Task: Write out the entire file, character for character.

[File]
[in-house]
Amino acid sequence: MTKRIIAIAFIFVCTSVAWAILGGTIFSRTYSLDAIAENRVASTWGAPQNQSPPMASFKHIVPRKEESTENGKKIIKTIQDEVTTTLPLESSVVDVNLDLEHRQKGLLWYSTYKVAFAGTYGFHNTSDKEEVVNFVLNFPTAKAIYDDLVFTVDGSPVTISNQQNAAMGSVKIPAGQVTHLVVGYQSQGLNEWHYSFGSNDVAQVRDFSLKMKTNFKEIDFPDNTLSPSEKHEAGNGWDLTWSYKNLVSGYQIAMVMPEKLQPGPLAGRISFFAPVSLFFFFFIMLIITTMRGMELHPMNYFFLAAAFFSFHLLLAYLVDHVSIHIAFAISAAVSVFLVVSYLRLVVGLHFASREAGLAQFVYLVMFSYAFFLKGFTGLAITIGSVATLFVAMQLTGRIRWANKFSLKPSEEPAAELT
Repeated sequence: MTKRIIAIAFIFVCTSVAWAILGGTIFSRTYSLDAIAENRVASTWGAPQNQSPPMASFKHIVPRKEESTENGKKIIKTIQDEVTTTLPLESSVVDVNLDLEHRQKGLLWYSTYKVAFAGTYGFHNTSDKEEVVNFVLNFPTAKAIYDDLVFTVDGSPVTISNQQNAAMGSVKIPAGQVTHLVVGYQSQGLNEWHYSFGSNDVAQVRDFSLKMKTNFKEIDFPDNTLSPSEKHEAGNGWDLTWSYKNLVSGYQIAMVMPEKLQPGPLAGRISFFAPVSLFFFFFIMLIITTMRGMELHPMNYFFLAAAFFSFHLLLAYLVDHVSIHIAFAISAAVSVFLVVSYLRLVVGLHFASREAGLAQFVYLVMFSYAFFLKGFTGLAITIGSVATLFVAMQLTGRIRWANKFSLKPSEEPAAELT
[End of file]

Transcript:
[in-house]
Amino acid sequence: MTKRIIAIAFIFVCTSVAWAILGGTIFSRTYSLDAIAENRVASTWGAPQNQSPPMASFKHIVPRKEESTENGKKIIKTIQDEVTTTLPLESSVVDVNLDLEHRQKGLLWYSTYKVAFAGTYGFHNTSDKEEVVNFVLNFPTAKAIYDDLVFTVDGSPVTISNQQNAAMGSVKIPAGQVTHLVVGYQSQGLNEWHYSFGSNDVAQVRDFSLKMKTNFKEIDFPDNTLSPSEKHEAGNGWDLTWSYKNLVSGYQIAMVMPEKLQPGPLAGRISFFAPVSLFFFFFIMLIITTMRGMELHPMNYFFLAAAFFSFHLLLAYLVDHVSIHIAFAISAAVSVFLVVSYLRLVVGLHFASREAGLAQFVYLVMFSYAFFLKGFTGLAITIGSVATLFVAMQLTGRIRWANKFSLKPSEEPAAELT
Repeated sequence: MTKRIIAIAFIFVCTSVAWAILGGTIFSRTYSLDAIAENRVASTWGAPQNQSPPMASFKHIVPRKEESTENGKKIIKTIQDEVTTTLPLESSVVDVNLDLEHRQKGLLWYSTYKVAFAGTYGFHNTSDKEEVVNFVLNFPTAKAIYDDLVFTVDGSPVTISNQQNAAMGSVKIPAGQVTHLVVGYQSQGLNEWHYSFGSNDVAQVRDFSLKMKTNFKEIDFPDNTLSPSEKHEAGNGWDLTWSYKNLVSGYQIAMVMPEKLQPGPLAGRISFFAPVSLFFFFFIMLIITTMRGMELHPMNYFFLAAAFFSFHLLLAYLVDHVSIHIAFAISAAVSVFLVVSYLRLVVGLHFASREAGLAQFVYLVMFSYAFFLKGFTGLAITIGSVATLFVAMQLTGRIRWANKFSLKPSEEPAAELT